Excerpt from: The Huguenots, Samuel Smiles, Genealogical Publishing Co., Inc., Baltimore, 1972



     Other colonies of the refugees were established in the south of Ireland, where they carried on various branches of manufacture. William Crommelin, a brother of Louis, having been appointed one of his assistants, superintended the branch of the linen trade which was established at Kilkenny through the instrumentality of the Marquis of Ormonde. Another settlement of refugees was formed at Cork, where they congregated together in a quarter of the town forming part of the parish of St. Paul, the principal street in which is still called French Church Street. Though the principal refugees at Cork were merchants and traders, there was a sufficient number of them to begin the manufacture of woolen cloth, ginghams, and other fabrics, which they carried on for a time with considerable success.

      The woolen manufacture at Cork was begun by James Fontaine, a member of the noble family of De la Fontaine, in France, a branch of which embraced Protestantism in the sixteenth century, and continued to adhere to it down to the period of the Revocation. The career of James Fontaine was singularly illustrative of the times in which he lived. His case was only one among thousands of others, in which persons of rank, wealth, and learning were suddenly stripped of their all, and compelled to become wanderers over the wide earth for conscience' sake. His life farther serves to show how a clever and agile Frenchman, thrown upon a foreign shore, a stranger to its people and its language, without any calling or resources, but full of energy and courage, could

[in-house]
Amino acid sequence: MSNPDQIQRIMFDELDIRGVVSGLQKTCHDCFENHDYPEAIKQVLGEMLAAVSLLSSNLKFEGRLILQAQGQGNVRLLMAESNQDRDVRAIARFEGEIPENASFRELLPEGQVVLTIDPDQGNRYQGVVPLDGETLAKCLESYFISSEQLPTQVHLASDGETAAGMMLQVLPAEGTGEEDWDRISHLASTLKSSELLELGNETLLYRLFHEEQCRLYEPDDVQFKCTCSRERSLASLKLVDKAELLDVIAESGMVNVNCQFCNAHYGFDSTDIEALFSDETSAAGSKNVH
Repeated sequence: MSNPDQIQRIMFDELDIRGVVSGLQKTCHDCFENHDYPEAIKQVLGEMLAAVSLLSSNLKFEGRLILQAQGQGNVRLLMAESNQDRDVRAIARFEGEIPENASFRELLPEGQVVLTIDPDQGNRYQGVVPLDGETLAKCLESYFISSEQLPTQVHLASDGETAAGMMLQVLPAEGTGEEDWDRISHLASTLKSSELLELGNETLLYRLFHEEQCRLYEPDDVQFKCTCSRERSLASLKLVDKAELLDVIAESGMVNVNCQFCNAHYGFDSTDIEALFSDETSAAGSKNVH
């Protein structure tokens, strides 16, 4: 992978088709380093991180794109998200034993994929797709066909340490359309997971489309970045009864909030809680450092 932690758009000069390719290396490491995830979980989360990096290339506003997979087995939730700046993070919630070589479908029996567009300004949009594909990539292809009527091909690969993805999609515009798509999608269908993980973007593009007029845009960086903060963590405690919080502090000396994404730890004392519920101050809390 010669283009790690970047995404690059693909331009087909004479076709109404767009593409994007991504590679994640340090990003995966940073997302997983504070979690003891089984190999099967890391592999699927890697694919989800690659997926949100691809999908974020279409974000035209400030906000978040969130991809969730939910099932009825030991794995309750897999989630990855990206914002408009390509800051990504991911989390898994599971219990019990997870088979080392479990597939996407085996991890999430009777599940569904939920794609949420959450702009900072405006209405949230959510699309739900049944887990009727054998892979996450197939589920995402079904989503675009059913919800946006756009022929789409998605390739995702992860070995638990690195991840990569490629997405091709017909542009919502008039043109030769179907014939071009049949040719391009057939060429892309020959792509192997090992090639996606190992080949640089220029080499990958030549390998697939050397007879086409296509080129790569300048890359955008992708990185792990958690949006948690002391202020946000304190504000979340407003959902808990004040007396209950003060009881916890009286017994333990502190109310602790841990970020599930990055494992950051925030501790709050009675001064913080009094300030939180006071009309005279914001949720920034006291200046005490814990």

contrive to earn an honest living and achieve an honorable reputation.

     James Fontaine was the son of a Protestant pastor of the same name, and was born at Royan in Saintonge, a famous Huguenot district. His father was the first of the family to drop the aristocratic prefix of " de la," which he did from motives of humility. When a child, Fontaine met with an accident through the carelessness of a nurse which rendered him lame for life. When only eight years old, his father died, and little was done for his education until he arrived at about the age of seventeen, when he was placed under a competent tutor, and eventually took the degree of M.A. with distinction at the College of Guienne when in his twenty-second year. Shortly after his mother died, and he became the possessor of her landed property near Pons, on the Charente.